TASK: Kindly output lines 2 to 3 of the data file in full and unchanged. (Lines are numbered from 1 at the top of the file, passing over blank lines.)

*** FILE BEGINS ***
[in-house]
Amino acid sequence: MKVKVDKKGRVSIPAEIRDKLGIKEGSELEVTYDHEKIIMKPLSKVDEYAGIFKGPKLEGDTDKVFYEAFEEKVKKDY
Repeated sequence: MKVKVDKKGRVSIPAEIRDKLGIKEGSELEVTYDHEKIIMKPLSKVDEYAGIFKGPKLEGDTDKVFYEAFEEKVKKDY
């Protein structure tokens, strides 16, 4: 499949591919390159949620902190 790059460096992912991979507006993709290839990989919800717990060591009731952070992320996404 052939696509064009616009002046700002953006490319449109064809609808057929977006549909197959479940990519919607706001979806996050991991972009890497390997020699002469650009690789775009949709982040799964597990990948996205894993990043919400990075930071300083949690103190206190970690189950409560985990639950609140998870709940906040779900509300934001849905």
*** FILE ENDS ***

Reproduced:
Amino acid sequence: MKVKVDKKGRVSIPAEIRDKLGIKEGSELEVTYDHEKIIMKPLSKVDEYAGIFKGPKLEGDTDKVFYEAFEEKVKKDY
Repeated sequence: MKVKVDKKGRVSIPAEIRDKLGIKEGSELEVTYDHEKIIMKPLSKVDEYAGIFKGPKLEGDTDKVFYEAFEEKVKKDY